City firms have been cashing in on a bumper period of UK IPOs, with Linklaters & Alliance outstripping its magic circle rivals to work on flotations worth £17.2bn.
In the first The Lawyer IPO 2000 survey, Linklaters has emerged as the clear leader for UK IPO work by volume and value, for both the investment banks and issuers.
But a host of other firms have also cashed in on a high-profile 18 months in UK equity capital markets.
Allen & Overy, for example, has worked on deals with a total value of £4bn. It recently responded to the strong IPO market by establishing a dedicated equity capital markets unit (The Lawyer, 11 September).
Firms outside the magic circle have also benefited from the boom. Norton Rose worked on more than 10 floats for a range of investment banks, while Lovells has worked on only two (Egg and South African Breweries) but with a combined value of £4.6bn.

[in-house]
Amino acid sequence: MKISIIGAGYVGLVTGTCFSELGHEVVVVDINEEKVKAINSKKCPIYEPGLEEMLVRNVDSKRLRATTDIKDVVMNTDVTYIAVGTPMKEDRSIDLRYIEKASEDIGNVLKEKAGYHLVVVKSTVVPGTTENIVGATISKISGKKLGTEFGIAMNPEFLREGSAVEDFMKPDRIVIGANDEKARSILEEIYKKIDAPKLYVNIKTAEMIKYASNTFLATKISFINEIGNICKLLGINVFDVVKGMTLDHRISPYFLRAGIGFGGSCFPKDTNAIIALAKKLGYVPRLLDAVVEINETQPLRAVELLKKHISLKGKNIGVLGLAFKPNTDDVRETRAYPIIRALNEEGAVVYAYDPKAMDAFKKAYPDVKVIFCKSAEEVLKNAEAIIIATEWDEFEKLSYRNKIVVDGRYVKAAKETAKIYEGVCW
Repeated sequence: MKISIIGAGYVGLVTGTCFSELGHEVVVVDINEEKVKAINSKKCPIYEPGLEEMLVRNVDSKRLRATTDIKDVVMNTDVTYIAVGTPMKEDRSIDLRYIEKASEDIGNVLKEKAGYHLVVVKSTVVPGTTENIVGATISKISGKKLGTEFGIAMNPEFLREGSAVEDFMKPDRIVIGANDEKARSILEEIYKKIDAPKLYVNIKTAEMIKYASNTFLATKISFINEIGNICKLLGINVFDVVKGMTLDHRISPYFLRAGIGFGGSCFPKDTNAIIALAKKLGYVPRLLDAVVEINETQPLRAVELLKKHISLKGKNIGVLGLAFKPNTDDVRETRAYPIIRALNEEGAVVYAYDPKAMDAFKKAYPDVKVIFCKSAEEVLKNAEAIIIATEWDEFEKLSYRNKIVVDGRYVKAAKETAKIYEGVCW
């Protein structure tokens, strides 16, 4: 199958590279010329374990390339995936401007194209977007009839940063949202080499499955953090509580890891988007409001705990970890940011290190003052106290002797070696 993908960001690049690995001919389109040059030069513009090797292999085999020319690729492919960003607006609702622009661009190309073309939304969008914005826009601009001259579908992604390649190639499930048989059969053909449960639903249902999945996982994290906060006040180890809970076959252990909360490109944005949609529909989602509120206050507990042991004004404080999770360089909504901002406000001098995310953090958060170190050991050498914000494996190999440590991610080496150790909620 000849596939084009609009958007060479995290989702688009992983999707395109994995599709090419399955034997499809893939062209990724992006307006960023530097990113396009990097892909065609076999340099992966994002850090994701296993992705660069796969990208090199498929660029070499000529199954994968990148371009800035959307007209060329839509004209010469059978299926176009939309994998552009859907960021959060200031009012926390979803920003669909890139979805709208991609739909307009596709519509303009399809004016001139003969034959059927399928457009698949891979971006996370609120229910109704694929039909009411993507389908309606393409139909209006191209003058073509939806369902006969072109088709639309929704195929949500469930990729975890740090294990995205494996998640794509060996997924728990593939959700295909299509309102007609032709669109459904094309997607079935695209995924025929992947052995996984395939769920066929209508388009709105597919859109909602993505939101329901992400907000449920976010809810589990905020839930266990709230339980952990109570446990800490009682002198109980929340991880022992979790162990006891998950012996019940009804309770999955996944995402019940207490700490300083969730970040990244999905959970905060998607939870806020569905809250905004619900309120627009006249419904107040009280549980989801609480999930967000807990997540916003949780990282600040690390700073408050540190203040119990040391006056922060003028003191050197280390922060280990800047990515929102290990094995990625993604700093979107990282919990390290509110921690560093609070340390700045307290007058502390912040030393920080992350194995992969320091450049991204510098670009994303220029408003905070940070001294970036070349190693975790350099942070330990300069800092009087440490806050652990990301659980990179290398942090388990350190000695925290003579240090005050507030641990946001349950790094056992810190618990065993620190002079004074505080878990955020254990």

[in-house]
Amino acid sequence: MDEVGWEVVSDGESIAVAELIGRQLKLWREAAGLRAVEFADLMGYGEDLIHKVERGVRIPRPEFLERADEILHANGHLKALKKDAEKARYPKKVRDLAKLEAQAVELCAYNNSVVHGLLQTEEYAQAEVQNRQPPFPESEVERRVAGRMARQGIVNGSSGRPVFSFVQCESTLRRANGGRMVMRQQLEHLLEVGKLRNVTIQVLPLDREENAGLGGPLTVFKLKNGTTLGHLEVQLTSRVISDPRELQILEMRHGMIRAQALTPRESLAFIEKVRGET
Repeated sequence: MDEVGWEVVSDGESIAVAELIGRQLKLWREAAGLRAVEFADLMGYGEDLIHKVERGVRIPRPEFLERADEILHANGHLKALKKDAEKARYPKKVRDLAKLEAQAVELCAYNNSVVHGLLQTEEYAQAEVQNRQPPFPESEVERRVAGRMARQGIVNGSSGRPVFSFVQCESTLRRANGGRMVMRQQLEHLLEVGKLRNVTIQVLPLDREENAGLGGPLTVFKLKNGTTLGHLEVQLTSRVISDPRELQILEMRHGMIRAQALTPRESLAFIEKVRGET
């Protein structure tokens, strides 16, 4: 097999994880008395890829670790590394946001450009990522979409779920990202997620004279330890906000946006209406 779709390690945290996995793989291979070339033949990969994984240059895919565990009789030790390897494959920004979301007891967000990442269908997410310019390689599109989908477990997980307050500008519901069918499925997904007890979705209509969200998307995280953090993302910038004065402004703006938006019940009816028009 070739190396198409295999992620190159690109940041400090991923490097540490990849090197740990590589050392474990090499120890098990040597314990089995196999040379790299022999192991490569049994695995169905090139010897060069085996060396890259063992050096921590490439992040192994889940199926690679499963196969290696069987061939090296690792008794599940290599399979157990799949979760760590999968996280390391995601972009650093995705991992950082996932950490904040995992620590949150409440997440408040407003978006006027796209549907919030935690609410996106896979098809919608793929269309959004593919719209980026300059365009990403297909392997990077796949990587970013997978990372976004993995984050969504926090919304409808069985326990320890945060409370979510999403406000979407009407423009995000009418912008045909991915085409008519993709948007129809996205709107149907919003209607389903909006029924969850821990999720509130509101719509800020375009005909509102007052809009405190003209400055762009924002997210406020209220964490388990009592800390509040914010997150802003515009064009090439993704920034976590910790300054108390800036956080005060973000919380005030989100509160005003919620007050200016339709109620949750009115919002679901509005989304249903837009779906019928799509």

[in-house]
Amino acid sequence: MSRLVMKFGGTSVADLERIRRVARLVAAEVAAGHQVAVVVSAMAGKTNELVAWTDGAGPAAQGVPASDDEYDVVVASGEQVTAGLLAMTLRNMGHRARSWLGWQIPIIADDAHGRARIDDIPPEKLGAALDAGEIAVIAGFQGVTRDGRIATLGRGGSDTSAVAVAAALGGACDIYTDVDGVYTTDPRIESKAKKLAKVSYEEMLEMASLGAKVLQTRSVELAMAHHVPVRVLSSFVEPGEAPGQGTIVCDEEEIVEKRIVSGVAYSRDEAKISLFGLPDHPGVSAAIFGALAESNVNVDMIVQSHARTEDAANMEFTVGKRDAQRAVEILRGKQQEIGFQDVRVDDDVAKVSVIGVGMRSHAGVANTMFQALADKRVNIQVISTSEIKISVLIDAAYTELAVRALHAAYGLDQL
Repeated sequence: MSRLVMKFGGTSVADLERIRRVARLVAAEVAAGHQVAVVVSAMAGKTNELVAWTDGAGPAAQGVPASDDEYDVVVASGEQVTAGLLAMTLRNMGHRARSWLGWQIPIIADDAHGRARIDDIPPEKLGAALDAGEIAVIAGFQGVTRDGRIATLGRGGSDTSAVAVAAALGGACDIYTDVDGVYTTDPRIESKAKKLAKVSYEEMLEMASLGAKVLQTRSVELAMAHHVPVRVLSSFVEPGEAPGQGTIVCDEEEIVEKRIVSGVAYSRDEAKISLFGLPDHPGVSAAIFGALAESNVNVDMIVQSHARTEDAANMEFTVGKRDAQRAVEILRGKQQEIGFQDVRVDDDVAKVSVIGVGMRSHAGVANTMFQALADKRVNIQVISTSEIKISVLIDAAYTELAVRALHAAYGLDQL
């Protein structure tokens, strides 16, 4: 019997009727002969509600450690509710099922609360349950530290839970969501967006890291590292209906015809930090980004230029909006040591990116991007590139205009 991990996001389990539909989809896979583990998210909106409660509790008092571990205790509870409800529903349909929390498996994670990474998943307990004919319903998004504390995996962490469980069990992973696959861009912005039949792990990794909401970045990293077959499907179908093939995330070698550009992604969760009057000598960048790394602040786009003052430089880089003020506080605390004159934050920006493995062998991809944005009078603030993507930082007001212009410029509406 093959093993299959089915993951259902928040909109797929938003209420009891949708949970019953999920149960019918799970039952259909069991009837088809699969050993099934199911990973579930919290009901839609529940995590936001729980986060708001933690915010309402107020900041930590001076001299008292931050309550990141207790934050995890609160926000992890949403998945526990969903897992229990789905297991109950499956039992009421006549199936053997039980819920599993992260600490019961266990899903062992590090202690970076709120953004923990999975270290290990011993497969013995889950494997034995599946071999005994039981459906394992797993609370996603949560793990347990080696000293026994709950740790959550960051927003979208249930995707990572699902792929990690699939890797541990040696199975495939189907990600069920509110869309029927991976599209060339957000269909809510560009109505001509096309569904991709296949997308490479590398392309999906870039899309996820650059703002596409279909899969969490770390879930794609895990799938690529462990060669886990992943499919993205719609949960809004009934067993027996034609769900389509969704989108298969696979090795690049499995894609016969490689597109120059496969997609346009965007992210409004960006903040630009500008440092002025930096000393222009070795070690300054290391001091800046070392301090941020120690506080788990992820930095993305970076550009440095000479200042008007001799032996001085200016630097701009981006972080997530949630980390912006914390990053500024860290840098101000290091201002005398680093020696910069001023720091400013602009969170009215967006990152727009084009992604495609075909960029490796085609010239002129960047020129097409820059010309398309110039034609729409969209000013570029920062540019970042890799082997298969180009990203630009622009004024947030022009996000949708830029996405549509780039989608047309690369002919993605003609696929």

Much of the activity over the last 18 months can be put down to the launch of specialist technology market techMARK, as well as investors' love affair with new economy stocks.
Andrew Dauber, head of corporate broking at SG Securities, says that at the beginning of the period, technology, media and telecoms flotations represented around 60 per cent of the market.
Despite concerns about the future of dotcoms, Dauber remains confident that the market will continue to be lucrative for its advisers. "I think there will be quite a good IPO market again. Providing there is quality coming through, it will get funding," he says.